Understanding context, answering follow-up questions, real interaction: The Large Language Model promises smart functions in the vehicle. In China, the technology is leading to impressive demand figures for smart cockpits.
What car companies have been promising for a long time, the "smart cockpit," is now becoming reality for the first time: with the "large language model," LLM. For some observers in China, it is the next technological leap in cars. For the first time, improved speech recognition makes it possible to take one's hands off the wheel more often. For others, it's just a lot of "hype" so far, and the industry is still in its infancy, they say.
In any case, more and more car manufacturers in China are integrating ChatGPT-like software into the cockpits of their models. One of the first early adopters was Changan Motors. The Chinese OEM began equipping its Yida sedan with "Ernie Bot," Baidu's version of ChatGPT, via software updates back in March of this year.
Where once only relatively primitive voice commands were possible, the driver now begins a conversation with a more intelligent assistant that understands context and can also respond to follow-up questions. The car is also beginning to proactively contact the driver when it needs maintenance.
Driving functions and on-board infotainment can be controlled by voice, gestures and with the help of facial recognition, and there is also "safety monitoring" for children. Not only Changan Motors, but also Geely, Great Wall Motor, Leapmotor, Jidu, Dongfeng Voyah, Hongqi, Dongfeng Nissan have now announced plans to offer Baidu's "Ernie Bot" in their cars.
LLM is more than a voice assistant
But LLM promises more than just upgrades to the voice assistant. Another potential application of artificial intelligence in cars is to better analyze various sensor data for driver assistance, or ADAS. LLM is being integrated with domain controllers for this purpose. Chinese AI company "SenseAuto" recently highlighted "multi-sensor fusion perception" for its latest cockpit product at IAA Mobility in Munich. Based on "SenseNova," the LLM developed by the company, it promises a "smarter decision-making system for the car's brain" under the heading of "safety."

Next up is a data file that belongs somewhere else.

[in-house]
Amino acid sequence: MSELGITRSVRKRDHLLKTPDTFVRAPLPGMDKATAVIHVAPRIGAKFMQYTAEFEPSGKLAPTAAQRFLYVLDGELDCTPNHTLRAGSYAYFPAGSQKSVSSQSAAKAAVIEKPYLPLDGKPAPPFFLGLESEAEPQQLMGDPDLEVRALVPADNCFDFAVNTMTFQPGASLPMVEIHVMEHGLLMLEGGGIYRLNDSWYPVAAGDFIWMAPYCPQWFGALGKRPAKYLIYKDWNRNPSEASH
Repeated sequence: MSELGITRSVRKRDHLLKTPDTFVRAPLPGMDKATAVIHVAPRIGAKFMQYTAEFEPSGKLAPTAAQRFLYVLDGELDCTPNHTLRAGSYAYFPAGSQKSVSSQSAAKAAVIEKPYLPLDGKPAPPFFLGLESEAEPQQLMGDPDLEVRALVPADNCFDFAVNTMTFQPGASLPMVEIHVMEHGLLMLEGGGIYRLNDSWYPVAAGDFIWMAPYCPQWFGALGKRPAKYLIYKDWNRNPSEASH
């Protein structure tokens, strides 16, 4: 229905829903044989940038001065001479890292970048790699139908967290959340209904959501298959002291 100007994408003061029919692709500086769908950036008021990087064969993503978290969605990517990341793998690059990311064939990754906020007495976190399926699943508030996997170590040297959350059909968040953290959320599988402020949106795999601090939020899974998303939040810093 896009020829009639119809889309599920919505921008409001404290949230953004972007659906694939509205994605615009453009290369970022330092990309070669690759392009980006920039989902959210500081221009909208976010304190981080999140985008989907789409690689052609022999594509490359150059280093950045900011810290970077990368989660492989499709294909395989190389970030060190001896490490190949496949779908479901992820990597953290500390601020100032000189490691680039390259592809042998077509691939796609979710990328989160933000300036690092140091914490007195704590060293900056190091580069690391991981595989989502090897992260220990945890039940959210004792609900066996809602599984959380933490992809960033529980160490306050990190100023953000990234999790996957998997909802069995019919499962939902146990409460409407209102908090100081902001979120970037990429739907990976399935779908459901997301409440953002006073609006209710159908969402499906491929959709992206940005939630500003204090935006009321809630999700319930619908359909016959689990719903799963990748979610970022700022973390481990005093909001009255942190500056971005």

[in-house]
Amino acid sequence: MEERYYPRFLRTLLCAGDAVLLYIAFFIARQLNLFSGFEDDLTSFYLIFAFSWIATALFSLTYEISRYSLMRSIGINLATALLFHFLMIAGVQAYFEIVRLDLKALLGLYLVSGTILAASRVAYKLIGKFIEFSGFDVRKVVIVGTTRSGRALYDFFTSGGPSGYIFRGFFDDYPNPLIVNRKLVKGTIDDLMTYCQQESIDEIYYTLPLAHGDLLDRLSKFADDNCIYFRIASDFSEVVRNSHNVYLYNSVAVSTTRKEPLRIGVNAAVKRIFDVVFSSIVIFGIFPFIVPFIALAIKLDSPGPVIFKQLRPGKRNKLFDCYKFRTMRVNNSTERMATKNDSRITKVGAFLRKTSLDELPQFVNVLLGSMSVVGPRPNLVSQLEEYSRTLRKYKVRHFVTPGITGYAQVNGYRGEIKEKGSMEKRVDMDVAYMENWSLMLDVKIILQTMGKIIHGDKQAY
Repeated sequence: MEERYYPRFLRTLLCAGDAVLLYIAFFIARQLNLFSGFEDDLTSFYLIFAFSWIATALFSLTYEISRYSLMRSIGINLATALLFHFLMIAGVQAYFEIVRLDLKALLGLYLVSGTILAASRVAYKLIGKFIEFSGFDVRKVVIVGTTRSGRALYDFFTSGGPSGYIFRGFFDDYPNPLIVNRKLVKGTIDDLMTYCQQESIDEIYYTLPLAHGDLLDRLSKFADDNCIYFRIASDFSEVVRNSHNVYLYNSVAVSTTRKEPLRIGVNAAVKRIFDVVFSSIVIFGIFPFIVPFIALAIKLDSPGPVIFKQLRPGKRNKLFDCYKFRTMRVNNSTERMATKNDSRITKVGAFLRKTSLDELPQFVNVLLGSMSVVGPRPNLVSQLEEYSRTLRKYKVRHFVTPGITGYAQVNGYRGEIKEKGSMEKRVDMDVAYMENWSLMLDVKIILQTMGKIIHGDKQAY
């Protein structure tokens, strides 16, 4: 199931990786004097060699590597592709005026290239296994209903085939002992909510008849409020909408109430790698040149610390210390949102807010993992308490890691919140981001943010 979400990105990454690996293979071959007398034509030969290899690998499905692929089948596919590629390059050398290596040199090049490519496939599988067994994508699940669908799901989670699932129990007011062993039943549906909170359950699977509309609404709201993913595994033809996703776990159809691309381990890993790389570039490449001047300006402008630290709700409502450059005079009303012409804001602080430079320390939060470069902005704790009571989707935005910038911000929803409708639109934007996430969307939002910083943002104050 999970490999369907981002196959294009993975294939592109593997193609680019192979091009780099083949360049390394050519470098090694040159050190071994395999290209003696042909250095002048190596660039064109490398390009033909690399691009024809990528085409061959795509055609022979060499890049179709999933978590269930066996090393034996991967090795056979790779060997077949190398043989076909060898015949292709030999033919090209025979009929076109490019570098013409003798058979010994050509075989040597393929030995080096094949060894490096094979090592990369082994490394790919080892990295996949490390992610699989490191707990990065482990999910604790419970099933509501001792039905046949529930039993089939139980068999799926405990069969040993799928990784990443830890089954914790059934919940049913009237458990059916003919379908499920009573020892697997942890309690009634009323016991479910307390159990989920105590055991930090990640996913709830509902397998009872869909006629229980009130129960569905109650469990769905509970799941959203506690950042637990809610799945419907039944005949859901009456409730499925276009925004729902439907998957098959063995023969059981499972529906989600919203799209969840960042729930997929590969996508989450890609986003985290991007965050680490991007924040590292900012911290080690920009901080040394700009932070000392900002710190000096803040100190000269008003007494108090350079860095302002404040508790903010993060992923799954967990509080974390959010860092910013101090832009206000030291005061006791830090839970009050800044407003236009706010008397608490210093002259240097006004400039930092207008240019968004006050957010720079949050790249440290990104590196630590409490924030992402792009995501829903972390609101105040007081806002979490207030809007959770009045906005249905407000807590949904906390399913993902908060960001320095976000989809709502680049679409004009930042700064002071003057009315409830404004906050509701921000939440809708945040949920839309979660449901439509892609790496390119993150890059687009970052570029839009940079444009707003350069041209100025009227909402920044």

So LLM not only changes driver-vehicle communication, making it more interactive and personal, but also promises to improve autonomous driving functions by making faster and better decisions.
The Large Language Model in vehicle production
The third new application scenario is the use of LLM in digitized production processes in car factories. While it is mainly LLM in the cockpit that has been making headlines so far, improving ADAS and production has also already attracted quite a few Chinese manufacturers. "A new era of intelligence is dawning for China's automotive industry," writes technology portal ITBEAR about the new trend. The intelligence of vehicles will finally become the core of future developments in the automotive industry through LLM, it adds.
Car manufacturers and AI software providers in China are currently experimenting with the new possibilities. Similar to the cooperation between Microsoft and Mercedes Benz for ChatGPT, they want to integrate "Large Language Models" with the smart cockpit and also domain control in cars as soon as possible.
Leading suppliers in this new industry in China include Pegatron and Quanta, the two Taiwanese contract manufacturers for Tesla. Among the suppliers from the People's Republic, Desay SV is currently the most successful. It supplies Li Auto, Chery and Neta, among others. The business of Chinese companies Megatronix, ECARX, Neusoft Auto Link and Huawei's car division is also growing at the moment.
Strong demand for smart cockpits
The new opportunities thanks to LLM are once again accelerating the adoption of smart cockpits in the Chinese auto industry. It is naturally most advanced in more expensive car models. But more and more affordable cars in China are now being upgraded with them as well.
In the first half of this year, the Smart Cockpit achieved a market penetration of 85 percent in new cars priced above 600,000 yuan, more than 77,000 euros, according to a recent study by the Gasgoo Automotive Research Institute. But even for less expensive cars priced below 300,000 yuan, under 39,000 euros, the Smart Cockpit has already captured 60 percent of all models. Overall, for all new cars, the market penetration for smart cockpits in China is currently just under 60 percent, while for central cockpit domain controllers it is 14 percent.
The high number of relatively young, technology-savvy drivers in China is ensuring that highly digitized cockpits are gradually becoming the standard in China. The Large Language Model has given this development another powerful boost since this year.